Aviation: US laptop ban to extend to all international flights?

General John Kelly, nominee for Department of Homeland Security secretary for President-elect Donald Trump, testifies during a confirmation hearing before the Senate Homeland Security and Governmental Affairs Committee in Washington, D.C., U.S., on Tuesday, Jan. 10, 2017. The U.S. shouldn't "come close to crossing the line" on Geneva Conventions prohibiting torture, Kelly said. Photographer: Pete Marovich/Bloomberg

Homeland Security Secretary John Kelly said he may ban laptop computers in the cabins of all international flights into and out of the U.S. amid continuing terrorist threats to bring down airplanes, but that a final decision hadn’t been made, he told Bloomberg.

“That’s really the thing that they’re obsessed with, the terrorists: the idea of knocking down an airplane in flight, particularly if it’s a U.S. carrier, particularly if it’s full of mostly U.S. folks,” Kelly said on “Fox News Sunday.”

A DHS spokesman said as recently as May 24 that the agency was not actively considering a laptop ban for international flights leaving the U.S. The agency, which has barred devices larger than mobile phones on flights from 10 Middle East and North African airports since March, has been in talks with European Commission officials about extending a prohibition to U.S.-bound flights from the continent, despite concerns from the European Union.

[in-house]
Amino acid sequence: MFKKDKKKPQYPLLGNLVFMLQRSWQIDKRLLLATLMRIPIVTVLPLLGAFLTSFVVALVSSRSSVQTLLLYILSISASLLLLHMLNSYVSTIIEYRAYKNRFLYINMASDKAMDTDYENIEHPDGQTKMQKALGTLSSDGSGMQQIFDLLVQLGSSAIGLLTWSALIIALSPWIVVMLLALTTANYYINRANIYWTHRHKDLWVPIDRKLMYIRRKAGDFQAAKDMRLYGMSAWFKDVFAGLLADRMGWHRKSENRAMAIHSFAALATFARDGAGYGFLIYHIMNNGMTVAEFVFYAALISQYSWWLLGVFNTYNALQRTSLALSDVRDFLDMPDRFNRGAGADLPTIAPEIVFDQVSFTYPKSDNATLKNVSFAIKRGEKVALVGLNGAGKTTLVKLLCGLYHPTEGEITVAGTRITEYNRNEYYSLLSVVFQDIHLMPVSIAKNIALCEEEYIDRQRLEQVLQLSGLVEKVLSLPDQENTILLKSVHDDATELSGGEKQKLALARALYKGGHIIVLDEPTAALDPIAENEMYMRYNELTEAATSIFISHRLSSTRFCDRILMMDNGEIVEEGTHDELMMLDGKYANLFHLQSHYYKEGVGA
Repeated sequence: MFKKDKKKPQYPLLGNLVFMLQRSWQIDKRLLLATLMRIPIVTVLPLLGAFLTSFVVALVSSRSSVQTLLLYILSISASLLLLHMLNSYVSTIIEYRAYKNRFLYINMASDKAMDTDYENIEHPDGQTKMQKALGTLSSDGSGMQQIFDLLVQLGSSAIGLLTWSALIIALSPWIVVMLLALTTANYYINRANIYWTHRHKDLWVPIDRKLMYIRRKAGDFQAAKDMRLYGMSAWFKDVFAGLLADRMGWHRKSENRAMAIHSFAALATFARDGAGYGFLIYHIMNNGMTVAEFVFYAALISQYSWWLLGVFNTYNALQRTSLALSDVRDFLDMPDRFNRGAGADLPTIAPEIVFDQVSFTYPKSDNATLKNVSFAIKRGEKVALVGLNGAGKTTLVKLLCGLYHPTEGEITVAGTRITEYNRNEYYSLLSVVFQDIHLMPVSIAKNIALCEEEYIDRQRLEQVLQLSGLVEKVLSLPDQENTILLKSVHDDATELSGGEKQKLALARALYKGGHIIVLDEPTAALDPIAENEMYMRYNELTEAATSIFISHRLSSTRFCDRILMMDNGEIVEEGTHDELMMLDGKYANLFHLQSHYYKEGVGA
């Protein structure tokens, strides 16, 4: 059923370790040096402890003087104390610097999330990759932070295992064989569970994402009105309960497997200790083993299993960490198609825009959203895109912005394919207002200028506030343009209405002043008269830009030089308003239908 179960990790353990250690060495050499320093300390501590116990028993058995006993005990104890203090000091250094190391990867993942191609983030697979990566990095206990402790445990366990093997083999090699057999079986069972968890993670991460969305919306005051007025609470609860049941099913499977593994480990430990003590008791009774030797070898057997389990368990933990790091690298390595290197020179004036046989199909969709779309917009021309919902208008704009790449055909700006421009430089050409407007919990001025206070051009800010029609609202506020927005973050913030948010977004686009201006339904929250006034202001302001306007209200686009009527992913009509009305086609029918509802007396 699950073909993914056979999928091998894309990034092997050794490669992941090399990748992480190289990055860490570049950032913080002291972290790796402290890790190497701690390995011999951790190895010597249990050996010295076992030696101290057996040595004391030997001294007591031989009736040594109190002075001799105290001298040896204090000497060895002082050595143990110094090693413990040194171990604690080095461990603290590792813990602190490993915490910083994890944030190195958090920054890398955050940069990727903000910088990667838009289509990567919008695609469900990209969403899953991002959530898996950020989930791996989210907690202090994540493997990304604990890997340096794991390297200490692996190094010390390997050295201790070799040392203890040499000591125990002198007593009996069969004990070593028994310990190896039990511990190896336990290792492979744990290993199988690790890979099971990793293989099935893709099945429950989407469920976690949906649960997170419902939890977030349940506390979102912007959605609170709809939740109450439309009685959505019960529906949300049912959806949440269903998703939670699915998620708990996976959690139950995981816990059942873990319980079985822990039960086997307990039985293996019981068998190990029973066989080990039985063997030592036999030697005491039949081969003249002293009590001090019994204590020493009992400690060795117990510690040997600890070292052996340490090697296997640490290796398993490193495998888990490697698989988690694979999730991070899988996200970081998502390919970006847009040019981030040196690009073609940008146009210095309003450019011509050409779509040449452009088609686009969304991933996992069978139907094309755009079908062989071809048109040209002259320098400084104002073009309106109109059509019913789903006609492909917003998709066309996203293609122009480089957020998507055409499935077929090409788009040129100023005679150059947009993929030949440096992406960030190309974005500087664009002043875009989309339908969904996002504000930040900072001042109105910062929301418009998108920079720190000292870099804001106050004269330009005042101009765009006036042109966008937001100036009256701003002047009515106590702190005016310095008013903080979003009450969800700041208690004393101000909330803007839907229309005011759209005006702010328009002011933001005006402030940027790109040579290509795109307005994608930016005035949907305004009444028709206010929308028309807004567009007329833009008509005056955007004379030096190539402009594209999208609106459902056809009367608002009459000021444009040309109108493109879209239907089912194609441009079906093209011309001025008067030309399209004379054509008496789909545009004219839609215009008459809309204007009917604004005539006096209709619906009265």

“It is a real sophisticated threat, and I’ll reserve that decision until we see where it’s going,” he said of when a final ruling might come and what it might be.

Kelly’s comments were similar to ones he made at a Senate appropriations hearing on May 25 on the DHS’s 2018 budget request.Kelly said the department’s Transportation Security Administration “might and likely will” intensify scrutiny of carry-on luggage as well, because travelers are packing more into them to avoid airlines’ bag-checking fees.

“The more you stuff in there, the less the TSA professionals that are looking at what’s in those bags through the monitors” are able to discern about bags’ contents, he said. “What we’re doing now is working out the tactics, techniques and procedures, if you will, in a few airports to find out exactly how to do that with the least amount of inconvenience to the traveler.”

At the same time, Kelly alluded to the possibility that improved bag-screening devices could soon alleviate the need for such strict procedures.

“There’s new technologies down the road, not too far down the road, that we’ll rely on,” he said.

At least four of the largest companies making such devices have said recently they are developing scanners so much better at detecting explosives than existing X-ray machines that passengers could leave laptops, other electronics and even liquids in their bags.

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